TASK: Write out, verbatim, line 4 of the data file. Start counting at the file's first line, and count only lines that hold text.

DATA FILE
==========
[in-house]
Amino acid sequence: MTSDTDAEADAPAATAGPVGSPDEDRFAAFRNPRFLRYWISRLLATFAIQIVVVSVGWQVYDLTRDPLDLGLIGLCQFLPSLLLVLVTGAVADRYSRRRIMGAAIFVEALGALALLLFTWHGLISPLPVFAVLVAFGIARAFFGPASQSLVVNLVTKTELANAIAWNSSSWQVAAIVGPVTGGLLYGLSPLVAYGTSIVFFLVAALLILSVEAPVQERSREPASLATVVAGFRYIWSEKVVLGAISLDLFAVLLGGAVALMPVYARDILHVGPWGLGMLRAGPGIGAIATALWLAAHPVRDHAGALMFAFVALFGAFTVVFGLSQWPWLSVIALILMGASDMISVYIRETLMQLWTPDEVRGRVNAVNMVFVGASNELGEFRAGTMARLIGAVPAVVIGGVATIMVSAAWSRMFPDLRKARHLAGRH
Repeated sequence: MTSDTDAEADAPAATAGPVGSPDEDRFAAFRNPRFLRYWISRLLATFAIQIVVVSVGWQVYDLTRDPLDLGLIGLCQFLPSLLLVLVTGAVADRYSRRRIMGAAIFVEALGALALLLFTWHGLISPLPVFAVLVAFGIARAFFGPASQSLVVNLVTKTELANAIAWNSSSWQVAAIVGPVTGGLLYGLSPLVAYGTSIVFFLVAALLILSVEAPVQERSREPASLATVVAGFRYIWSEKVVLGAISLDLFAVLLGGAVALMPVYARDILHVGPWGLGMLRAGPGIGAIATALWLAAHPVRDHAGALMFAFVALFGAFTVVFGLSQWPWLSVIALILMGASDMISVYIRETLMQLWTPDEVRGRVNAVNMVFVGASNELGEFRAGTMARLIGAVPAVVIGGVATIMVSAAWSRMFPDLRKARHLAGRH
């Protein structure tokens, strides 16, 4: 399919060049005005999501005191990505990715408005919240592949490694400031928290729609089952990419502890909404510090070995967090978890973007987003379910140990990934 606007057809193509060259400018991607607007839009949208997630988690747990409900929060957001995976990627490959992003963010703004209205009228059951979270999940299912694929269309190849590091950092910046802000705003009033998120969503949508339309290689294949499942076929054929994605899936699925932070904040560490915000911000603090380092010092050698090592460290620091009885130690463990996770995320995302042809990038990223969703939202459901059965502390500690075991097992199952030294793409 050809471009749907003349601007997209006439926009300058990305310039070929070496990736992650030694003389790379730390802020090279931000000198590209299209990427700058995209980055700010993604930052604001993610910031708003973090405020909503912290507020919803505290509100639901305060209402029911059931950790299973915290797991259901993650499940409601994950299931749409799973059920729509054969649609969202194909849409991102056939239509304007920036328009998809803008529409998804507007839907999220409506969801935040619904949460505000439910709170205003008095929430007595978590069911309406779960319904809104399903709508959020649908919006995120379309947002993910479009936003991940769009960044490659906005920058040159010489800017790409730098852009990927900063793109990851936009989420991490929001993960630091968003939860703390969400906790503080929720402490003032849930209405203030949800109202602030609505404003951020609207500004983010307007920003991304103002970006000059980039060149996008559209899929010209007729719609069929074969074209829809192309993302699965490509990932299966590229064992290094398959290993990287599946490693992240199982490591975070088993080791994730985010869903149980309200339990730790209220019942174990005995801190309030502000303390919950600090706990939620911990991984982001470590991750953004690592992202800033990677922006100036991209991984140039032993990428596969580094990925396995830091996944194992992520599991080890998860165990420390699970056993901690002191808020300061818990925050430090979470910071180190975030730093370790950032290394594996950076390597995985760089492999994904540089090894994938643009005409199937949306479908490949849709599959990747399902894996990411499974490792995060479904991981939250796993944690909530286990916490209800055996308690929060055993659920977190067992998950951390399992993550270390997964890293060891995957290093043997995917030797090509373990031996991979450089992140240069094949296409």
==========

């Protein structure tokens, strides 16, 4: 399919060049005005999501005191990505990715408005919240592949490694400031928290729609089952990419502890909404510090070995967090978890973007987003379910140990990934 606007057809193509060259400018991607607007839009949208997630988690747990409900929060957001995976990627490959992003963010703004209205009228059951979270999940299912694929269309190849590091950092910046802000705003009033998120969503949508339309290689294949499942076929054929994605899936699925932070904040560490915000911000603090380092010092050698090592460290620091009885130690463990996770995320995302042809990038990223969703939202459901059965502390500690075991097992199952030294793409 050809471009749907003349601007997209006439926009300058990305310039070929070496990736992650030694003389790379730390802020090279931000000198590209299209990427700058995209980055700010993604930052604001993610910031708003973090405020909503912290507020919803505290509100639901305060209402029911059931950790299973915290797991259901993650499940409601994950299931749409799973059920729509054969649609969202194909849409991102056939239509304007920036328009998809803008529409998804507007839907999220409506969801935040619904949460505000439910709170205003008095929430007595978590069911309406779960319904809104399903709508959020649908919006995120379309947002993910479009936003991940769009960044490659906005920058040159010489800017790409730098852009990927900063793109990851936009989420991490929001993960630091968003939860703390969400906790503080929720402490003032849930209405203030949800109202602030609505404003951020609207500004983010307007920003991304103002970006000059980039060149996008559209899929010209007729719609069929074969074209829809192309993302699965490509990932299966590229064992290094398959290993990287599946490693992240199982490591975070088993080791994730985010869903149980309200339990730790209220019942174990005995801190309030502000303390919950600090706990939620911990991984982001470590991750953004690592992202800033990677922006100036991209991984140039032993990428596969580094990925396995830091996944194992992520599991080890998860165990420390699970056993901690002191808020300061818990925050430090979470910071180190975030730093370790950032290394594996950076390597995985760089492999994904540089090894994938643009005409199937949306479908490949849709599959990747399902894996990411499974490792995060479904991981939250796993944690909530286990916490209800055996308690929060055993659920977190067992998950951390399992993550270390997964890293060891995957290093043997995917030797090509373990031996991979450089992140240069094949296409």